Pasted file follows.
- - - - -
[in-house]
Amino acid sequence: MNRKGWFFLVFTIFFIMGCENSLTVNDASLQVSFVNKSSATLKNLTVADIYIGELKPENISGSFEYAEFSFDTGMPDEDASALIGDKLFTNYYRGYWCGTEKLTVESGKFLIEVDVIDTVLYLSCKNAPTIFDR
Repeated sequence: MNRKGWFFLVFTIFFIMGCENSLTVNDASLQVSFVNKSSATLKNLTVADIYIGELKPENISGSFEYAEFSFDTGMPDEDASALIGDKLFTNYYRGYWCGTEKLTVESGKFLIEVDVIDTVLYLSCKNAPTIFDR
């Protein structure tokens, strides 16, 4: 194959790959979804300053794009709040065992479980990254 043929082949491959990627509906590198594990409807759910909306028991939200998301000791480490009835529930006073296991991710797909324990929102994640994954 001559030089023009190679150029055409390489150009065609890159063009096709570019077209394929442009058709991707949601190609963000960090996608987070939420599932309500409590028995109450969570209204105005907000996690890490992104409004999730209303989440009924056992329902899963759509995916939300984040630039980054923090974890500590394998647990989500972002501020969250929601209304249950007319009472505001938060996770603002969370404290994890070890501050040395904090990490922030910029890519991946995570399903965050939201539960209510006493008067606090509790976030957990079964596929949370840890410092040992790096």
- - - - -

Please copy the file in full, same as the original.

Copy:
[in-house]
Amino acid sequence: MNRKGWFFLVFTIFFIMGCENSLTVNDASLQVSFVNKSSATLKNLTVADIYIGELKPENISGSFEYAEFSFDTGMPDEDASALIGDKLFTNYYRGYWCGTEKLTVESGKFLIEVDVIDTVLYLSCKNAPTIFDR
Repeated sequence: MNRKGWFFLVFTIFFIMGCENSLTVNDASLQVSFVNKSSATLKNLTVADIYIGELKPENISGSFEYAEFSFDTGMPDEDASALIGDKLFTNYYRGYWCGTEKLTVESGKFLIEVDVIDTVLYLSCKNAPTIFDR
């Protein structure tokens, strides 16, 4: 194959790959979804300053794009709040065992479980990254 043929082949491959990627509906590198594990409807759910909306028991939200998301000791480490009835529930006073296991991710797909324990929102994640994954 001559030089023009190679150029055409390489150009065609890159063009096709570019077209394929442009058709991707949601190609963000960090996608987070939420599932309500409590028995109450969570209204105005907000996690890490992104409004999730209303989440009924056992329902899963759509995916939300984040630039980054923090974890500590394998647990989500972002501020969250929601209304249950007319009472505001938060996770603002969370404290994890070890501050040395904090990490922030910029890519991946995570399903965050939201539960209510006493008067606090509790976030957990079964596929949370840890410092040992790096």